NHL Power Rankings: Winter turning cold in Montreal, warmer in Dallas

by | Hockey writer
Carey Price was bound to cool off, but the Habs haven't helped him much lately. (USATSI)
Carey Price was bound to cool off, but the Habs haven't helped him much lately. (USATSI)

It wasn't long ago the Montreal Canadiens were right on the heels of both the Boston Bruins and Tampa Bay Lightning in the Atlantic Division, pretty safely parked in a top-three spot that guarantees a playoff berth this season. That feels like a long time ago.

Right now things are in the always dreaded state of "getting ugly." After a 5-0 blanking from the winless-in-previous-seven Washington Capitals on home ice, the Canadiens held the equally dreaded players only meeting, a sign things are going wrong in a hurry and the team is getting desperate to turn things around.

Considering the Habs have lost four straight games in humbling fashion and have just two regulation wins since Dec. 17 (a span of 16 games), you can understand why. They do still hold a playoff spot at the moment, but the Habs have been passed by the Maple Leafs for that coveted third Atlantic spot and are now only three points up on the plethora of teams that make up the pack in the Eastern Conference wild-card race. There is nothing remotely safe about their playoff positioning now.

With their offense continuing to sag (24th in the league at 2.40 goals per game, same as New Jersey) this was bound to happen. Carey Price couldn't stay hot forever. He has been tagged for at least four goals in his past five starts. For January, Price has a save percentage of .877, a far cry from the .939 he had in October or .934 in November. His regression set in but the offense has not been able to pick him up.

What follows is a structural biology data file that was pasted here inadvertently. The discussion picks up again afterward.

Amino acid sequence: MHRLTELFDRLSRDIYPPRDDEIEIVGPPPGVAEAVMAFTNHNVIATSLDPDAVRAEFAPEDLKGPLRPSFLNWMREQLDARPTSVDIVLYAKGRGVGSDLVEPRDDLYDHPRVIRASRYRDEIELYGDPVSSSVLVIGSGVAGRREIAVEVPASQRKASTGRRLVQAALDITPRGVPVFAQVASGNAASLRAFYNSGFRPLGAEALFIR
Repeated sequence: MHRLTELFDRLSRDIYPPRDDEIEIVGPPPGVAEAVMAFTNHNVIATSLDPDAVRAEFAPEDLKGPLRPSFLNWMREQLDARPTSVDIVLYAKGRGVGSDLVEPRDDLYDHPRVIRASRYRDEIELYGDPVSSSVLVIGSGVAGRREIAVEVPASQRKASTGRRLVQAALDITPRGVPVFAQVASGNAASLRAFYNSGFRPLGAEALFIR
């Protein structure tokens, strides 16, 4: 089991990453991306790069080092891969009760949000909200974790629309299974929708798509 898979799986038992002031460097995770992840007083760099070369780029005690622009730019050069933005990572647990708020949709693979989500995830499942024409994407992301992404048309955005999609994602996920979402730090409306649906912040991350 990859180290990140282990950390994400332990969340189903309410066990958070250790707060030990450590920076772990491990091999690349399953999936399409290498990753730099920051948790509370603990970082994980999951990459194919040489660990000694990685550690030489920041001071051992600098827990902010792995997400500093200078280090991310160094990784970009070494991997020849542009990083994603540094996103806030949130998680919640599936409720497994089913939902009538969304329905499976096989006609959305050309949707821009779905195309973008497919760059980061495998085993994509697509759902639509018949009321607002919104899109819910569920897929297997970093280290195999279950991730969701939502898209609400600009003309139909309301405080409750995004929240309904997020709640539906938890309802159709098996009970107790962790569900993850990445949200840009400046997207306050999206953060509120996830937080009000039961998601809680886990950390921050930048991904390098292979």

The team is trending the wrong direction because of a recent reversal of fortune in the goaltending, but the team in front has been going the wrong way as well. That has been a bigger culprit in the scheme of things than a bad stretch by the goalie. The Habs' play has been declining in measures such as Fenwick percentage, which is a good representation of the percentage of scoring chances in a team's favor. Courtesy of the site ExtraSkater.com, here's how the Habs have fared in that department this season.

That's not exactly the direction you want to be trending, now is it? The Canadiens weren't scoring a ton at any point this season but at least they were helping Price a bit by being an above-average possession team. That has changed too. They are being outshot by an average of 1.6 per game, with their 28.4 shots per good for 24th in the league. Usually if you aren't shooting much you aren't scoring much, as the Habs are finding out.

There is still plenty of time and a trade deadline to try and get things turned around but it's pretty easy to see why the natives are getting awfully restless in Montreal. A lot of teams in the East, particularly the Metro, have rebounded from poor starts and are making moves toward the playoffs but for every team getting into playoff position, one has to fall out. The Habs are getting dangerously close to that line.


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